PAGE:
occurrences of hot water line siphoning in open-loop hot water circulation systems which utilize the cold water line to return water back to the water heater. Hot Water Line Siphoning occurs when water from within the hot water line siphons or is forced into the cold water line due to differences in water pressure between the hot and cold water lines. Utilizing "normally closed" solenoid valve significantly reduces energy consumption by preventing siphoning of non-hot water out of hot water lines during cold water use. Using cold water instantly lowers the water pressure in the cold water lines, the higher water pressure in the hot water lines force water through "normally open" thermostatic crossover valves and backflow check valves (which only prevent cold water from flowing into hot water line), increasing the energy demand on the water heater.

-Ash Handling Pumps:
Boilers that use solid fossil fuels produce refuse that is generally classified as ash and includes bottom ash or slag, fly ash, and mill rejects such as pyrites and so on. This refuse must be removed and disposed of, either by hydraulic or pneumatic conveying. The latter, of course, does not involve the use of pumps and need not be discussed here. Fly ash and bottom ash is removed from the boiler system through a series of water ejectors. Centrifugal pumps provide the water, taken from either the circulating water pump header or ash-settling pond. These pumps are subjected to severe duty as pump flows vary significantly and the pumpage is often contaminated with suspended silt or fly ash.

Hydraulic conveying is generally restricted to bottom ash and mill rejects. There are a great number of different systems in use today, and the reader should consult boiler design and operation literature to become acquainted with this subject. What is common to most hydraulic conveying systems is that they use centrifugal pumps to handle concentrated ash slurries that may contain considerable amounts of coarse, heavy pieces of stone, slate, and iron pyrites. It‟s noticed that the most common pumps used in these types are the positive displacement and the centrifugal pumps:

Positive Displacement pumps:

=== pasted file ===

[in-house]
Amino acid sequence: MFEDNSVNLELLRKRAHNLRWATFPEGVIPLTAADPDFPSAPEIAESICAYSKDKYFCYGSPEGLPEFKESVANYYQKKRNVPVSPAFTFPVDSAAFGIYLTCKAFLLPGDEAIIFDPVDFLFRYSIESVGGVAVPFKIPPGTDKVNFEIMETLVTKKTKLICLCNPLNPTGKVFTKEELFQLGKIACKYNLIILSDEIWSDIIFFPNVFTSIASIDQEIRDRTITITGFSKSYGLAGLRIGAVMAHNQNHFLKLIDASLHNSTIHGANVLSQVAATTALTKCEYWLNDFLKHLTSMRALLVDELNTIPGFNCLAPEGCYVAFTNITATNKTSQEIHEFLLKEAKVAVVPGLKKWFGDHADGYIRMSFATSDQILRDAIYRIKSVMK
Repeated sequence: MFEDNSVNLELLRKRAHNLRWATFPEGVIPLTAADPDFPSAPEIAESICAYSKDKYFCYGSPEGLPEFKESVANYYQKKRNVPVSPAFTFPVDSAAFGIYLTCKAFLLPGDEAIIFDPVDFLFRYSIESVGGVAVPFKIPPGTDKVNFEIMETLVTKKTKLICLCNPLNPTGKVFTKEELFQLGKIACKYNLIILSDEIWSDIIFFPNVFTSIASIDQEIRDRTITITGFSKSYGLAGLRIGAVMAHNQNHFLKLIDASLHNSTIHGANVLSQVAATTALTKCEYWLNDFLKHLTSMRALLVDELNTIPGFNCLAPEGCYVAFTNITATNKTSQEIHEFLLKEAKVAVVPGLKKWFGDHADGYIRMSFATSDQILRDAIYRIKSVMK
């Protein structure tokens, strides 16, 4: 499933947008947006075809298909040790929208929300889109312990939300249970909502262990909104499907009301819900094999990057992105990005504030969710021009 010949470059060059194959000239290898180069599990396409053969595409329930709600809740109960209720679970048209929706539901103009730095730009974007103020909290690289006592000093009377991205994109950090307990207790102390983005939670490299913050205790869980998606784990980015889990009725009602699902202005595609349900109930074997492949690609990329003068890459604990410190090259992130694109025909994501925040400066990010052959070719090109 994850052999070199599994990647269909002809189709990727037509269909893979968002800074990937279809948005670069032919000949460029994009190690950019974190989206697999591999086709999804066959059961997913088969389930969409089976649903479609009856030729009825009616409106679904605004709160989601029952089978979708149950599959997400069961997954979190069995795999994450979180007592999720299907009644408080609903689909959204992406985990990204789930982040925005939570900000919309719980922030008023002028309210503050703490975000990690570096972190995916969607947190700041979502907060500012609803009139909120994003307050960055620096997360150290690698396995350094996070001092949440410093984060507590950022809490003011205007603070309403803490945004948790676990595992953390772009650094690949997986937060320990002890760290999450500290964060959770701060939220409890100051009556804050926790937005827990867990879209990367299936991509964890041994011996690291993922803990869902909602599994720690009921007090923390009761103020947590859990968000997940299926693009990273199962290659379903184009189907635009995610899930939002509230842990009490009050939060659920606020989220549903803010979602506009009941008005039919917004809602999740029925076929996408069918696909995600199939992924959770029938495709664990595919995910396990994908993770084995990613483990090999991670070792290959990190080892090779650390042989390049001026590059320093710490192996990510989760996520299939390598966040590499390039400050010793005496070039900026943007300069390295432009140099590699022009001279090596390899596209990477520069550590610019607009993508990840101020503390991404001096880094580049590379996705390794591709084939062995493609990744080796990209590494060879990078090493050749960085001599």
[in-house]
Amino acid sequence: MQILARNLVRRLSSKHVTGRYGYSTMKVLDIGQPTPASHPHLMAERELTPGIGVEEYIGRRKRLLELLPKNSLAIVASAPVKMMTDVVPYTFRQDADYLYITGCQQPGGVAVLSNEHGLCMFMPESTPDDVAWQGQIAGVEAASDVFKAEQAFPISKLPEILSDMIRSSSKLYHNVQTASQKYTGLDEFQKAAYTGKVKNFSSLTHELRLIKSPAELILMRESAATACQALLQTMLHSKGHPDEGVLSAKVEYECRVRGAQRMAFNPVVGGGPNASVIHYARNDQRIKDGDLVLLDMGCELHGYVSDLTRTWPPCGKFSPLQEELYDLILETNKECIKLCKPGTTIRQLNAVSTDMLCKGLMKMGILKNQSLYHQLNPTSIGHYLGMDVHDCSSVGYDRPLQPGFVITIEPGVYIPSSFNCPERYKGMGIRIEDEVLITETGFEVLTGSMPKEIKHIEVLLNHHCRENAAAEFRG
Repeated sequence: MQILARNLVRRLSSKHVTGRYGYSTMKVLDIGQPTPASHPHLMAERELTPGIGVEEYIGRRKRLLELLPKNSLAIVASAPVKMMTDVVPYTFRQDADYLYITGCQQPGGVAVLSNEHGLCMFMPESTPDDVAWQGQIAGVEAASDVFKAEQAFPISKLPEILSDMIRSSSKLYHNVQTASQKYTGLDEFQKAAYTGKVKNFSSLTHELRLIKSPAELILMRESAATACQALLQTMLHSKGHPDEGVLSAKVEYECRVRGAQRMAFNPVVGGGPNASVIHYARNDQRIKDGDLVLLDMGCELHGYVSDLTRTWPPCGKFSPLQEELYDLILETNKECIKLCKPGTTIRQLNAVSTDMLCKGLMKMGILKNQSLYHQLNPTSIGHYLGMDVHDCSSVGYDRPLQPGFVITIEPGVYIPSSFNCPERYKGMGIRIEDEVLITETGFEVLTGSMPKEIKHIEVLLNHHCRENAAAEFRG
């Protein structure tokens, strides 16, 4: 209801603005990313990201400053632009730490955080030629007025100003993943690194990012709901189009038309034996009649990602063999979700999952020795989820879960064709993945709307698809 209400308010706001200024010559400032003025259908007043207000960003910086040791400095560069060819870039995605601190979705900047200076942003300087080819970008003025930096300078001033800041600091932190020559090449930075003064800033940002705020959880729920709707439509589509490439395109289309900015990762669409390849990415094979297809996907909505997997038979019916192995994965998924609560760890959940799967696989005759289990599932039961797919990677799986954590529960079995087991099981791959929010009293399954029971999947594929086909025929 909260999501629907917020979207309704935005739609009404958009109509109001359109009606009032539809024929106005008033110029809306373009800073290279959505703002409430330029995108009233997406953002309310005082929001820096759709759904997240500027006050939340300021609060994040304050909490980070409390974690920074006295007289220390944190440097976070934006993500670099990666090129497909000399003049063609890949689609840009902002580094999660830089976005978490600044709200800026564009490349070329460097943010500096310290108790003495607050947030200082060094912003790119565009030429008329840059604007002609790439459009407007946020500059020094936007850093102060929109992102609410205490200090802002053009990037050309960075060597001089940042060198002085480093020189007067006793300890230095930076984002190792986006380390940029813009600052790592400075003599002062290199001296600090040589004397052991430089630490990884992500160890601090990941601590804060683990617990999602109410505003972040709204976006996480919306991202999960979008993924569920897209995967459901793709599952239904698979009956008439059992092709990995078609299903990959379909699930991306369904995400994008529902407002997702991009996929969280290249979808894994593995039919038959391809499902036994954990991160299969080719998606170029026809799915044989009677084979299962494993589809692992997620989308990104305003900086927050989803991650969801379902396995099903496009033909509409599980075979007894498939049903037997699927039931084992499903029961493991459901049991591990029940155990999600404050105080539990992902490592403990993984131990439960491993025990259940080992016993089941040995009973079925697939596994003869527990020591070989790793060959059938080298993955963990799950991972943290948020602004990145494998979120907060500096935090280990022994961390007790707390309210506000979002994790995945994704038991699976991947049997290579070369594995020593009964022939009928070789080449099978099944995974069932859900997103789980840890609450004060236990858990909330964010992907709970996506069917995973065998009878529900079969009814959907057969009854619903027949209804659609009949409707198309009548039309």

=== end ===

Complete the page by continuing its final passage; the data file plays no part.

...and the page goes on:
A positive displacement pump causes a fluid to move by trapping a fixed amount of it then forcing (displacing) that trapped volume into the discharge pipe. A positive displacement pump can be further classified according to the mechanism used to move the fluid:

Rotary-type, for example, the lobe, external gear, internal gear, screw, shuttle block, flexible vane or sliding vane, helical twisted roots (e.g. the Wendelkolben pump) or liquid ring vacuum pumps.

Positive displacement rotary pumps are pumps that move fluid using the principles of rotation. The vacuum created by the rotation of the pump captures and draws in the liquid. Rotary pumps are very efficient because they naturally remove air from the lines, eliminating the need to bleed the air from the lines manually. Positive displacement rotary pumps also have their weaknesses. Because of the nature of the pump, the clearance between the rotating pump and the outer edge must be very close, requiring that the pumps rotate at a slow, steady speed. If rotary pumps are operated at high speeds, the fluids will cause erosion, much as ocean waves polish stones or erode rock into sand. Rotary pumps that experience such erosion eventually show signs of enlarged clearances, which allow liquid to slip through and detract from the efficiency of the pump. Positive displacement rotary pumps can be grouped into three main types. Gear pumps are the simplest type of rotary pumps, consisting of two gears laid out side-by-side with their teeth enmeshed. The gears turn away from each other, creating a current that traps fluid between the teeth on the gears and the outer casing, eventually releasing the fluid on the discharge side of the pump as the teeth mesh and go around again. Many small teeth maintain a constant flow of fluid, while fewer, larger teeth create a tendency for the pump to discharge fluids in short, pulsing gushes. Screw pumps are a more complicated type of rotary pumps, featuring two screws with opposing thread —that is, one screw turns clockwise, and the other counterclockwise. The screws are each mounted on shafts that run parallel to each other; the shafts also have gears on them that mesh with each other in order to turn the shafts together and keep everything in place. The turning of the screws, and consequently the shafts to which they are mounted, draws the fluid through the pump. As with other forms of rotary pumps, the clearance between moving parts and the pump's casing is minimal. Moving vane pumps are the third type of rotary pumps, consisting of a cylindrical rotor encased in a similarly shaped housing. As the rotor turns, the vanes trap fluid between the rotor and the casing, drawing the fluid through the pump.

Reciprocating-type, for example, piston or diaphragm pumps.